Potential role for antiangiogenic proteins in the myocardial infarction repair process

Jess L. Thompson, James A. Ryan, Mark L. Barr, Benjamin Franc, Vaughn A. Starnes, Margaret A. Schwarz

Research output: Contribution to journalArticlepeer-review

6 Scopus citations


Objective. Although angiogenic proteins have been identified as positive modulators of myocardial revascularization following acute myocardial infarction, little if anything is known regarding the role that antiangiogenic proteins have in myocardial revascularization. We explored the temporospatial distribution of endothelial-monocyte activating polypeptide (EMAP) II to determine whether antiangiogenic proteins have a role in the repair of myocardial tissue following infarction. Methods. A rat model of myocardial infarction was utilized to examine EMAP II distribution (in situ hybridization) and protein expression (Western analysis) over a 6-week period. Results. At baseline, EMAP II protein and mRNA are minimally expressed with transcription products localizing predominately to the perivascular stroma region in the normal rat myocardium. Six hours following myocardial infarction, EMAP II changes its distribution from the perivascular stroma to an invading inflammatory cell population. This is associated with a 2-fold (P < 0.0009) increase in EMAP II protein and its transcription primarily localized to the infarct region. EMAP II protein expression remains elevated throughout the weeks following the infarction with transcription limited to the infarct region and a notable decrease in EMAP II transcription products noted in the viable vasculature surrounding the infarct zone. Six weeks following myocardial infarction, EMAP II protein is elevated above control, changes its location of transcription from the inflammatory cell population to that of the fibroblasts located in the relative avascular scar tissue, and has resumed its perivascular stromal distribution in the viable periinfarct tissue. Conclusion. Thus, the temporospatial distribution of this antiangiogenic protein suggests that negative vascular modulators may have a function in the revascularization process following acute myocardial infarction.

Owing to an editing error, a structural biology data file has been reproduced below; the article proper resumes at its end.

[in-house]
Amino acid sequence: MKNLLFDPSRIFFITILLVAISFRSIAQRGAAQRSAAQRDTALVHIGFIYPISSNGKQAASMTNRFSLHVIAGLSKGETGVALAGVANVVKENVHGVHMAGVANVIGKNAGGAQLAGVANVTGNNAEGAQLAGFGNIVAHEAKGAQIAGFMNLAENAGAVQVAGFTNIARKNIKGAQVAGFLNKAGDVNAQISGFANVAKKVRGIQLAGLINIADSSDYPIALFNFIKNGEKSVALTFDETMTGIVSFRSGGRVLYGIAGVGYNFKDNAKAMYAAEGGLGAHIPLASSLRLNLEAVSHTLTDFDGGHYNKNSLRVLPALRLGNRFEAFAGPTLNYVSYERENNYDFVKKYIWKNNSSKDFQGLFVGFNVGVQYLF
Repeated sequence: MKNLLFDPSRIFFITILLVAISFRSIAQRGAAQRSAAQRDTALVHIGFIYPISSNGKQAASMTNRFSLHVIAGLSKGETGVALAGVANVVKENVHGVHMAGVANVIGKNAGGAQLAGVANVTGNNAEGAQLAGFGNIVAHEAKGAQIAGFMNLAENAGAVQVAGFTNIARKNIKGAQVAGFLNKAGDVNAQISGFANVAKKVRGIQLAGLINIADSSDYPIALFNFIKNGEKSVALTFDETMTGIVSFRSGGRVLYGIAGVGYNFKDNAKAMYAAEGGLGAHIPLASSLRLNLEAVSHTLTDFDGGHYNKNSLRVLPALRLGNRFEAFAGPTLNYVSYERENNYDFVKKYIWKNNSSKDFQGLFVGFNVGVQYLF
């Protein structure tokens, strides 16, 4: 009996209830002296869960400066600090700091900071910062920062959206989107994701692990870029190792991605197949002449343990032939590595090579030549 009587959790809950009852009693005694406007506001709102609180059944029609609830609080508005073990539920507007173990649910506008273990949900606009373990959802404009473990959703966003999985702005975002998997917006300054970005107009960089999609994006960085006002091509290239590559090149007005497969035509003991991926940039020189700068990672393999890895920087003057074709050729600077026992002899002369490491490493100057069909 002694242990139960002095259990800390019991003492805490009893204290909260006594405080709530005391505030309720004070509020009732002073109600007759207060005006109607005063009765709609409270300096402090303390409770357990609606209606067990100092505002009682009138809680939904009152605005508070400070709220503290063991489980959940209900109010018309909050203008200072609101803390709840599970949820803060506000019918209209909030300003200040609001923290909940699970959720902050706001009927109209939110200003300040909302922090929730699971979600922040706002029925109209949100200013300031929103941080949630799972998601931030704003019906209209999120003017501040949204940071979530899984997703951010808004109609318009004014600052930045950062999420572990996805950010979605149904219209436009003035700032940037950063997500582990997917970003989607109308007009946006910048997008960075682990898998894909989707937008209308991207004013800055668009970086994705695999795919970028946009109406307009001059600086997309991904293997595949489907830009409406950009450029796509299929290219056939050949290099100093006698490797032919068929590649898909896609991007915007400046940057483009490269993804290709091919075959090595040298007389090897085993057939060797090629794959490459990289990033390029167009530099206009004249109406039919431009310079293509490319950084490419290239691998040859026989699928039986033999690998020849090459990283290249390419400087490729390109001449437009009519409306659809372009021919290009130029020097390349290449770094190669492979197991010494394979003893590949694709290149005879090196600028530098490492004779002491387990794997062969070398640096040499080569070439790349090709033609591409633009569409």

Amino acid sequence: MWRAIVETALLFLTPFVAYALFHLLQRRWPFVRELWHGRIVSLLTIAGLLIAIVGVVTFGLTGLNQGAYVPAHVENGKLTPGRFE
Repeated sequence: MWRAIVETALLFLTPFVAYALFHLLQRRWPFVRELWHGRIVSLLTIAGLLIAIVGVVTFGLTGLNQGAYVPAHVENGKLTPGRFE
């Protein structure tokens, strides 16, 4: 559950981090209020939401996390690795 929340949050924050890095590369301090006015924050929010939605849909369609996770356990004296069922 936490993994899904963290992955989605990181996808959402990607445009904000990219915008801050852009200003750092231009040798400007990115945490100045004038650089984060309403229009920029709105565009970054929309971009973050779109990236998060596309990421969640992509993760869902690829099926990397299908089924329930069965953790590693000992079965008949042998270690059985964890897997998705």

Original languageEnglish (US)
Pages (from-to)156-164
Number of pages9
JournalJournal of Surgical Research
Issue number1
StatePublished - Jan 2004


  • Angiogenesis
  • Antiangiogenic
  • Endothelial-monocyte activating polypeptide II
  • Myocardial infarction

ASJC Scopus subject areas

  • Surgery


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